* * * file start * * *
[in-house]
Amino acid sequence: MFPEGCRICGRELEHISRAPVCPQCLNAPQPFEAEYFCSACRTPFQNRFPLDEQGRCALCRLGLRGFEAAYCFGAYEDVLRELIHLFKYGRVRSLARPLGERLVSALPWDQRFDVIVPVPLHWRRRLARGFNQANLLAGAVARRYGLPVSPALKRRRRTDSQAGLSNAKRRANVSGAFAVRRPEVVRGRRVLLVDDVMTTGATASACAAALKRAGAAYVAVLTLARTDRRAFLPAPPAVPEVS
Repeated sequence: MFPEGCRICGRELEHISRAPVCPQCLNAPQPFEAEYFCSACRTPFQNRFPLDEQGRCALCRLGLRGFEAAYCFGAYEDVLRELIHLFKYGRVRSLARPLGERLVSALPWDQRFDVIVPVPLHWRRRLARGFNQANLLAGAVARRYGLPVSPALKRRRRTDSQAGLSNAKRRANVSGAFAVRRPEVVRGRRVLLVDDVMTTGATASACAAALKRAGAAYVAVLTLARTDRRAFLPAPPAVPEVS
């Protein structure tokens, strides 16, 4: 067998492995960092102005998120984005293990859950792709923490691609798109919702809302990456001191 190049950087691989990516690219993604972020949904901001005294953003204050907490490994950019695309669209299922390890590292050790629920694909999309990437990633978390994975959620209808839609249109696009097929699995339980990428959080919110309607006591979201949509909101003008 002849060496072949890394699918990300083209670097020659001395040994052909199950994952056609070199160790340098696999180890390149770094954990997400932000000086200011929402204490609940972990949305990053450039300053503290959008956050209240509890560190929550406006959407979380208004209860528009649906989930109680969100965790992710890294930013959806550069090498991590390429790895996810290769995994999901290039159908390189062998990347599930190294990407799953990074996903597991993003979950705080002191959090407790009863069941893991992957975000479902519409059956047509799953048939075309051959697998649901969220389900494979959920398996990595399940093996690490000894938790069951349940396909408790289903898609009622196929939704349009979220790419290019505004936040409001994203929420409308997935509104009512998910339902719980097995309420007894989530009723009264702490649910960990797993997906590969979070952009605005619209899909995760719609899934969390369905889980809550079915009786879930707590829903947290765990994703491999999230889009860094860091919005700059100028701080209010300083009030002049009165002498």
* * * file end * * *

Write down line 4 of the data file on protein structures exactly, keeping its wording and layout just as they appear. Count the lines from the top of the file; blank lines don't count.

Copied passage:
């Protein structure tokens, strides 16, 4: 067998492995960092102005998120984005293990859950792709923490691609798109919702809302990456001191 190049950087691989990516690219993604972020949904901001005294953003204050907490490994950019695309669209299922390890590292050790629920694909999309990437990633978390994975959620209808839609249109696009097929699995339980990428959080919110309607006591979201949509909101003008 002849060496072949890394699918990300083209670097020659001395040994052909199950994952056609070199160790340098696999180890390149770094954990997400932000000086200011929402204490609940972990949305990053450039300053503290959008956050209240509890560190929550406006959407979380208004209860528009649906989930109680969100965790992710890294930013959806550069090498991590390429790895996810290769995994999901290039159908390189062998990347599930190294990407799953990074996903597991993003979950705080002191959090407790009863069941893991992957975000479902519409059956047509799953048939075309051959697998649901969220389900494979959920398996990595399940093996690490000894938790069951349940396909408790289903898609009622196929939704349009979220790419290019505004936040409001994203929420409308997935509104009512998910339902719980097995309420007894989530009723009264702490649910960990797993997906590969979070952009605005619209899909995760719609899934969390369905889980809550079915009786879930707590829903947290765990994703491999999230889009860094860091919005700059100028701080209010300083009030002049009165002498």